Why this market sell-off isn't like the correction at the beginning of the year

Key Points
  • Wednesday's aggressive market sell-off rekindled memories of similar blowouts in the past, most recently in the first few months of 2018.
  • The concentration of losses helped separate the 832-point Dow drop from the broad-based selling of the previous correction.
  • Tech, by far, took the worst of the beating, with the sector off 4.8 percent on the day. Its recently spun-off sibling, communication services, was next with a drop just short of 4 percent.
People carry umbrellas while walking along Wall Street in front of the New York Stock Exchange.
Michael Nagle | Bloomberg | Getty Images

Wednesday's vicious stock sell-off may have been painful to watch, but it ultimately could be just what the market needed.

Investors watching what ended up as an 832-point loss in the Dow Jones Industrial Average couldn't help but remember the frenzied correction that began in late January and never really abated until April. Multiple trading days looked a lot like Wednesday's action, with the blue chip dropping hundreds of points in a matter of minutes.

But that's where the comparison ends, said Jamie Cox, managing partner at Harris Financial Group.

"This was way different than February and March," Cox said of the sell-off that began over inflation fears, much the same as the current market condition. "In February, everything got shellacked. Even banks didn't get hit that bad today. It wasn't what you'd expect in a full-blown washout sell-out. To me, that was the most important piece, that this is not going to herald something worse."

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There's some truth to that when looking at how individual market components fared.

Tech, by far, took the worst of the beating, with the sector off 4.8 percent on the day. Its recently spun-off sibling, communication services, was next, with a drop just short of 4 percent. Apple shaved 67.5 points off the Dow, the second-biggest impact on the blue chip index. On the other end of the scale, defensive sectors still lost but not nearly as much, as utilities fell 0.5 percent and staples were off just 1.3 percent.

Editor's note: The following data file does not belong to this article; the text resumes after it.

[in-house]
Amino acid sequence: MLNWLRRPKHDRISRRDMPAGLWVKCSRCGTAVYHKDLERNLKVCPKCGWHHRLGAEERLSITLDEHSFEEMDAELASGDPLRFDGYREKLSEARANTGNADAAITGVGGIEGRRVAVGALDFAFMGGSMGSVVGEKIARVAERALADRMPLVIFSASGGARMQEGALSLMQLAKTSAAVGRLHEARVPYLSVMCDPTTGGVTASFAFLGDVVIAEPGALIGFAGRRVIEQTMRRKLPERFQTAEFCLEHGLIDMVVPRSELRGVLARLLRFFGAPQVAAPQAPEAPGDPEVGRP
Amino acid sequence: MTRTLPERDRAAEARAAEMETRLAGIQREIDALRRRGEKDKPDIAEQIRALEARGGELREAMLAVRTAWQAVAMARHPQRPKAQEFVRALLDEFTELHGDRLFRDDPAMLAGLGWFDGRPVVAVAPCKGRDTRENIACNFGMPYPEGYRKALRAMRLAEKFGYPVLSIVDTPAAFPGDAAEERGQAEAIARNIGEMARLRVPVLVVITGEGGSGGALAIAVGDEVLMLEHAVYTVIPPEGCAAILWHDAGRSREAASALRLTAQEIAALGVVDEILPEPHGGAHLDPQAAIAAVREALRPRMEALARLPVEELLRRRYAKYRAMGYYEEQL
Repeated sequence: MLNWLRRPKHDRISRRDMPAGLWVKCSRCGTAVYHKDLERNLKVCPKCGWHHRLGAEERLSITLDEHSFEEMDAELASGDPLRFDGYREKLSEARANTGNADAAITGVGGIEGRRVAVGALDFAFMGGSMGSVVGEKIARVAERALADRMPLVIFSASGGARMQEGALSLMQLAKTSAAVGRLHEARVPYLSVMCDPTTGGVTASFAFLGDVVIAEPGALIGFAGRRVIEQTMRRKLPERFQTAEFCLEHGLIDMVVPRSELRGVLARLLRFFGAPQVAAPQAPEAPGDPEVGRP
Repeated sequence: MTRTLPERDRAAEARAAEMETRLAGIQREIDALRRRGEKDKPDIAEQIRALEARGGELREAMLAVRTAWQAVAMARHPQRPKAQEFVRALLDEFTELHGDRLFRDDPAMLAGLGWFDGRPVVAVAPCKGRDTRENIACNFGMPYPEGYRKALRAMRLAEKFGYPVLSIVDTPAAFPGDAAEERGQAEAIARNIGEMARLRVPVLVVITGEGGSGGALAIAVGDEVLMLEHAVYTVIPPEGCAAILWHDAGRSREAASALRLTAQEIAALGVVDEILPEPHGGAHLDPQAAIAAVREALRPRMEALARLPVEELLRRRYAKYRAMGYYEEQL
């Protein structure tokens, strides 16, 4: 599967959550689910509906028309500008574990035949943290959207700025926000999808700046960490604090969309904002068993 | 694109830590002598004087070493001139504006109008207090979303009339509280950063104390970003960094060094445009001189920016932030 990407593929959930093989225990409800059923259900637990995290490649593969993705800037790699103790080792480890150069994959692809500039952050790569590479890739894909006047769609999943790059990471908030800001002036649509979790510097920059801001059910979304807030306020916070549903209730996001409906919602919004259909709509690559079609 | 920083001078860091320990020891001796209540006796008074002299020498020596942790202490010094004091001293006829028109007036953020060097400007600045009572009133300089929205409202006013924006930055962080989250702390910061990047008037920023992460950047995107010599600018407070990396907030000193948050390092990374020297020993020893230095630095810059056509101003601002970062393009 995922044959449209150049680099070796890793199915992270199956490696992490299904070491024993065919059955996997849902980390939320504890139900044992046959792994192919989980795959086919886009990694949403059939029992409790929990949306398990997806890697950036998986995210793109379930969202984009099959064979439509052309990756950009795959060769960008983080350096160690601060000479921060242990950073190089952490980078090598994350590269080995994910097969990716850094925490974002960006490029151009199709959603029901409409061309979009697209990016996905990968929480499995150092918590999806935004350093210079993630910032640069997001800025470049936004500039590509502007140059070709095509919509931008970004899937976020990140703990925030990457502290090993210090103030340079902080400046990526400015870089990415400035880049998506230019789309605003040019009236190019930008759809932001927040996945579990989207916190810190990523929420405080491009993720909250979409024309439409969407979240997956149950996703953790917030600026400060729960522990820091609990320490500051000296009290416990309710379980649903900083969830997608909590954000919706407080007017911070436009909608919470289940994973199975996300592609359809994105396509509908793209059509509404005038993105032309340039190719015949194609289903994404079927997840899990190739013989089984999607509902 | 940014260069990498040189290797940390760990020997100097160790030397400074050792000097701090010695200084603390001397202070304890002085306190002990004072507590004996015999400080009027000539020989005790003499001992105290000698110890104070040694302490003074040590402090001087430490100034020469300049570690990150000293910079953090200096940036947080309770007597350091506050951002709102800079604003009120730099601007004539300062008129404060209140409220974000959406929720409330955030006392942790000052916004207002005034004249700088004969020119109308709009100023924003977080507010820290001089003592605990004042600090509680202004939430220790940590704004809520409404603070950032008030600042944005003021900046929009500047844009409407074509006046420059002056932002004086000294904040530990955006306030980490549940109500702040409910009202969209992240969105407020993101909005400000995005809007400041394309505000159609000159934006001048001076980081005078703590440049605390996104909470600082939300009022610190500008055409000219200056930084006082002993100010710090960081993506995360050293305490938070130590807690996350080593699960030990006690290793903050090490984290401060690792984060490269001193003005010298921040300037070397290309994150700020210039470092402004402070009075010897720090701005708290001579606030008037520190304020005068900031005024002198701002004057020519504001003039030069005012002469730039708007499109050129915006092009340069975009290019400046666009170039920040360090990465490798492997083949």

For some market watchers, the idea of a little consolidation in tech could be a positive.

"A lot of the high flyers are the ones that have gotten beat up," said Joe Saluzzi, a principal at Themis Trading. "The FAANG stocks, the Amazons of the world, they are up ridiculous. Those are momentum-type trades. A little air coming out is a healthy thing as long as fundamentals haven't changed. I don't have a problem with that type of sell-off."

Saluzzi added that what the market has experienced this year doesn't resemble worse days, like during the financial crisis.

"That was pure gut-wrenching fear, and deservedly so, because we were on the brink," he said. "Now it has a much different feel. This is like an air-letting right now."

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Market experts cited a slew of factors that are contributing to the downdrift: fear the Fed will raise interest rates aggressively, worry from tech companies that tariffs on Chinese imports will drive costs higher, and even the upcoming earnings season as expectations fall for corporate profits.

Combine that with programmed trading, and it gives rise to some of the panic selling the market went through Wednesday.

"People are taking cover," said Quincy Krosby, chief market strategist at Prudential Financial. "One of the things that helpful is when you're pretty negative going into earnings season, then positive surprises do help. The shorts have to cover."

Another earnings factor that could be positive is share buybacks. Krosby said companies have announced aggressive plans for repurchases but haven't executed them fully. Lower prices would encourage more buybacks.

Back in February, the backdrop of sound fundamentals along with companies' willingness to support their own shares helped the market recover and pave the way to a healthy bounceback that saw major indexes recently eclipse all-time records.

At least for now, there's optimism that this drop also will be met with more buying, so that would be the one way the two periods resemble each other.

"I don't think [the past week's sell-off] is something more fundamental," said Brad McMillan, chief investment officer for Commonwealth Financial Group. "A good example is at the end of January and the beginning of February, we saw the market get ahead of itself, and we saw the air come out. Once we saw the market consolidate, then we saw an upward move."